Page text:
Check out his other inventions.
*link from the wikipedia.
I appreciated the math, as someone with measure theory and analysis experience, and the result is very cool, but it's a bit funny how it's just thrown in there.
That said, assuming the reader knows the requisite math it's a very concise explanation of the necessary theory. I tried to explain the math somewhere else in the comments but I'm afraid I didn't do a great job.
I think it's a very similar principle to this:
They cost 91€ plus shipping, and cannot currently be shipped to the U.S. http://www.digitalsundial.com/ordering.html
They are apparently tuned for a particular latitude, so they won't work in the tropics either...
> Sundials will be shipped from Vermont via USPS Priority Mail.
The theorem says something like this: imagine you have a 2D plane, with the usual x and y axes. For any θ between 0 and pi, there is a unique line passing through the origin. That's L_θ . Now for each line, say we pick out some subset of the line, called G_θ . In the picture I've made G_θ thicker for emphasis, but if you think of the whole line as a bunch of points, then G_θ is just some of those points. So for each θ, we have a line, and a corresponding subset of the line. If we add all the lines together we get the entire 2D plane, and if we add all the G_θ's together we get some set of points in that plane. The important condition in the theorem that needs to hold for the results to be true is that if we add all the G_θ's together, we get a set which we can say has some area.
Now proj_θ F is sort of like the "shadow" of F on L_θ, for some set F. See this picture . The perpendicular projection takes a 2D set and projects it onto a 1D set (the line). Analagously, if the sun was in the sky above your head and you were standing on a 2D plane, then your shadow would be the perpendicular projection of a 3D set (you) onto a 2D set (the ground).
Anyway, if we add all the G_θ's together and get some set which is suitably "nice", then there is some other 2D set F such that if we project F onto any* line L_θ, the "shadow" on L_θ covers G_θ completely, and the part of the shadow that isn't covering G_θ is negligibly small . So applied to the sundial, this means there exists some shape such that its shadow at some time of day will be that time.
* Technically, it's "almost any", which means, informally, for all but a negligible number of lines. The stuff about measure, measurable and almost all is all from measure theory . I can explain some of the measure theory concepts if you'd like.
Measure theory is super cool.
As the sun moves (or as the earth spins) the light from each window will change its angle.
So if we add another wall with more windows, we can filter our filtered light. Then you'd say, "when the light shines in window 4 it's say 6pm".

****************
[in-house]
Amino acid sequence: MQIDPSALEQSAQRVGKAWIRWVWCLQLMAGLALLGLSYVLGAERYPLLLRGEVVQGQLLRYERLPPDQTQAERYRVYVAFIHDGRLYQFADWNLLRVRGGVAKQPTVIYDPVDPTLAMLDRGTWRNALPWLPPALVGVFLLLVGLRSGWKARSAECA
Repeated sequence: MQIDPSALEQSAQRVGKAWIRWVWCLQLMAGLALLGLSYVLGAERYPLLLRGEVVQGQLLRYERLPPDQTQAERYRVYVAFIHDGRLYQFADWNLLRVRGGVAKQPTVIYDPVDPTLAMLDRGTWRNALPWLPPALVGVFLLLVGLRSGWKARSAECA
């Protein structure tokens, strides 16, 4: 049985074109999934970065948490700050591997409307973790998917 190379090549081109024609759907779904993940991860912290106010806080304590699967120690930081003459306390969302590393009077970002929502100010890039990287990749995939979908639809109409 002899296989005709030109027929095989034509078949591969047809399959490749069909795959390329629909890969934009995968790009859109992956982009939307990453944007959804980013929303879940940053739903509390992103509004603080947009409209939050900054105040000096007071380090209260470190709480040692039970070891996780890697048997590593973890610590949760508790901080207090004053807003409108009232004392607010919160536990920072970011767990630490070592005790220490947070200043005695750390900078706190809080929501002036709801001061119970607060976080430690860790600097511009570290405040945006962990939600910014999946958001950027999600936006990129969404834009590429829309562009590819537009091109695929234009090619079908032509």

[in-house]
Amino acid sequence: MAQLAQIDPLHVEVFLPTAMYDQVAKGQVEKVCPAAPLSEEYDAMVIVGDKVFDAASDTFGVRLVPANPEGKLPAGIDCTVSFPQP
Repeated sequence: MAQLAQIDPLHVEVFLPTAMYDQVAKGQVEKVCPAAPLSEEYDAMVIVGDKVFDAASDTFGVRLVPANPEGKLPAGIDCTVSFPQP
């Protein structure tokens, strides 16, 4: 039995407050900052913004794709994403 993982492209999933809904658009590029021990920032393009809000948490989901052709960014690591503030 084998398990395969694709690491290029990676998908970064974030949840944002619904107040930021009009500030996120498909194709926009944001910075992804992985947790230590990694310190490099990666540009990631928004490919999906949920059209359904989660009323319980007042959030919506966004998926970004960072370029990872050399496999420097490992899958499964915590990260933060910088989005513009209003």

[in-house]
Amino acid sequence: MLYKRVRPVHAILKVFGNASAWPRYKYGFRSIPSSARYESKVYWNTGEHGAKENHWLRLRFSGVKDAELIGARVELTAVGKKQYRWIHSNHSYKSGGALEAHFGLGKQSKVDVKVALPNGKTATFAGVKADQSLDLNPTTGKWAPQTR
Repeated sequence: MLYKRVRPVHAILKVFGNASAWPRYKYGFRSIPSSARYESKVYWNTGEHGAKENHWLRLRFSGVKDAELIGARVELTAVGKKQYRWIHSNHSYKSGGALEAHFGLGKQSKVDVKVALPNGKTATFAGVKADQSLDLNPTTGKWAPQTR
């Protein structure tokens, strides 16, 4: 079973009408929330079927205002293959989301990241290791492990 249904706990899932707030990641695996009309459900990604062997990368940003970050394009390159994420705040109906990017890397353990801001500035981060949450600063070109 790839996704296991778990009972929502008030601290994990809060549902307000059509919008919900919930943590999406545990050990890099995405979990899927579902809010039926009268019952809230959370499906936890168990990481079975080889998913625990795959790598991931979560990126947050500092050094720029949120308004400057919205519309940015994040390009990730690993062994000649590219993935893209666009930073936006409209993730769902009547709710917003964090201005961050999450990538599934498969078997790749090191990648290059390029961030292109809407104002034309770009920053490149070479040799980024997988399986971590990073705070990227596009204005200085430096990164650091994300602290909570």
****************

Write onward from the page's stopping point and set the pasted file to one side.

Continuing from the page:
Now add a board person with a degree in mathematics, and a grid of windows. And you get single "pixels/windows" that show light based on the minute and hour, and BOOM a digital clock.
I always wondered if it was possible to make a sundial with a minutes pointer... this is even more complex.
Fun fact: Only with the advent of railroads did time begin to be synchronized in larger areas. Until then, each city and town set it's own time, based on the local solar time.
There exists public clocks that track both local and standard time: https://en.wikipedia.org/wiki/The_Exchange,_Bristol#Clock
The time corrections are based on the length of the day which is based on the angle of the sun. So it won't be perfect but it might correlate fairly well.
If you look at the bottom right part of the image, you will see that time difference cannot be uniquely determined from declination. Declination will narrow down the time difference to two times of year, which have very different time differences, but you will need some other information to determine which of the two times of year it actually is.
For example, when the declination is neutral, at the equinox, it may be the spring or autumn equinox. Those two times of the year have different time differences - one is plus seven minutes while the other is minus seven minutes.
This website sells small versions, my guess is that larger ones (as seen here) are made on order, if at all.
I won one. It is a very weird object.
I don't think many people call computers 'binary electronics', the usual term electrical engineers use would be discrete circuits. Note that that does not rule out other counting systems either.
Though I have to say in this specific context the definition specific to clocks/watches makes just as much sense:
>(of a clock or watch) showing the time by means of displayed digits rather than hands or a pointer
This is also a fun display of sig figs. You can build a sundial that tries to display to single minutes, but that doesn't mean it'll be accurate unless you have a rather elaborate microcontroller almost continually adjusting the angles from day to day, not to mention daylight savings time. I think if you'd have to adjust the mounting angle thru the day would depend on latitude and month of year.
On the equinox, a quarter of an angular degree is a minute of chronological time. This varies a bit thru the year, and depends on your lattitude too. Ask your local celestial navigation guy. I have just enough experience with celestial navigation and sailboats to know I shouldn't be doing it, or at least I'd have to be super careful if I tried it for real.
Note that solar time will differ from UTC depending on where you are in your timezone.